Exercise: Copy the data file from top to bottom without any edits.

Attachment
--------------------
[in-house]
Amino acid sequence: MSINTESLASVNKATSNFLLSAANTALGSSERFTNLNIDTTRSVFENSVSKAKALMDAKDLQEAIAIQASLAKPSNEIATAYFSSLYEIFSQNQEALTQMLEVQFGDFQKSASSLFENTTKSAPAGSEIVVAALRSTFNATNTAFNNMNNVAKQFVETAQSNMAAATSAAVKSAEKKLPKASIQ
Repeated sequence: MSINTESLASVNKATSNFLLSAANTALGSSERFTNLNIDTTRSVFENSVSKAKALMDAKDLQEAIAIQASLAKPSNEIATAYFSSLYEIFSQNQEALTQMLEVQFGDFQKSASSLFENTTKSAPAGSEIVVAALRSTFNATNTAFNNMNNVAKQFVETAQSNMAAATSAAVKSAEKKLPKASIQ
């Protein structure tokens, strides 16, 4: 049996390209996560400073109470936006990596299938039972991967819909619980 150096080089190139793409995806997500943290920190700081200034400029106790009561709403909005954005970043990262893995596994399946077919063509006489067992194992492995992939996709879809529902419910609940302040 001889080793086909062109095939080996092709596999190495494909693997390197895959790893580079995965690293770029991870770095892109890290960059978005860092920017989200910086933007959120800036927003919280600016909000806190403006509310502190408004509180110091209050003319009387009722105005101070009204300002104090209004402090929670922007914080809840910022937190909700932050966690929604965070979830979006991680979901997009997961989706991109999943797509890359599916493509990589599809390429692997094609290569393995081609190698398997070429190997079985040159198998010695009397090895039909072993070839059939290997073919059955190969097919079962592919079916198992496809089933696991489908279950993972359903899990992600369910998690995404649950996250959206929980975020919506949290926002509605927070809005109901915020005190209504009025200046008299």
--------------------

[in-house]
Amino acid sequence: MSINTESLASVNKATSNFLLSAANTALGSSERFTNLNIDTTRSVFENSVSKAKALMDAKDLQEAIAIQASLAKPSNEIATAYFSSLYEIFSQNQEALTQMLEVQFGDFQKSASSLFENTTKSAPAGSEIVVAALRSTFNATNTAFNNMNNVAKQFVETAQSNMAAATSAAVKSAEKKLPKASIQ
Repeated sequence: MSINTESLASVNKATSNFLLSAANTALGSSERFTNLNIDTTRSVFENSVSKAKALMDAKDLQEAIAIQASLAKPSNEIATAYFSSLYEIFSQNQEALTQMLEVQFGDFQKSASSLFENTTKSAPAGSEIVVAALRSTFNATNTAFNNMNNVAKQFVETAQSNMAAATSAAVKSAEKKLPKASIQ
């Protein structure tokens, strides 16, 4: 049996390209996560400073109470936006990596299938039972991967819909619980 150096080089190139793409995806997500943290920190700081200034400029106790009561709403909005954005970043990262893995596994399946077919063509006489067992194992492995992939996709879809529902419910609940302040 001889080793086909062109095939080996092709596999190495494909693997390197895959790893580079995965690293770029991870770095892109890290960059978005860092920017989200910086933007959120800036927003919280600016909000806190403006509310502190408004509180110091209050003319009387009722105005101070009204300002104090209004402090929670922007914080809840910022937190909700932050966690929604965070979830979006991680979901997009997961989706991109999943797509890359599916493509990589599809390429692997094609290569393995081609190698398997070429190997079985040159198998010695009397090895039909072993070839059939290997073919059955190969097919079962592919079916198992496809089933696991489908279950993972359903899990992600369910998690995404649950996250959206929980975020919506949290926002509605927070809005109901915020005190209504009025200046008299």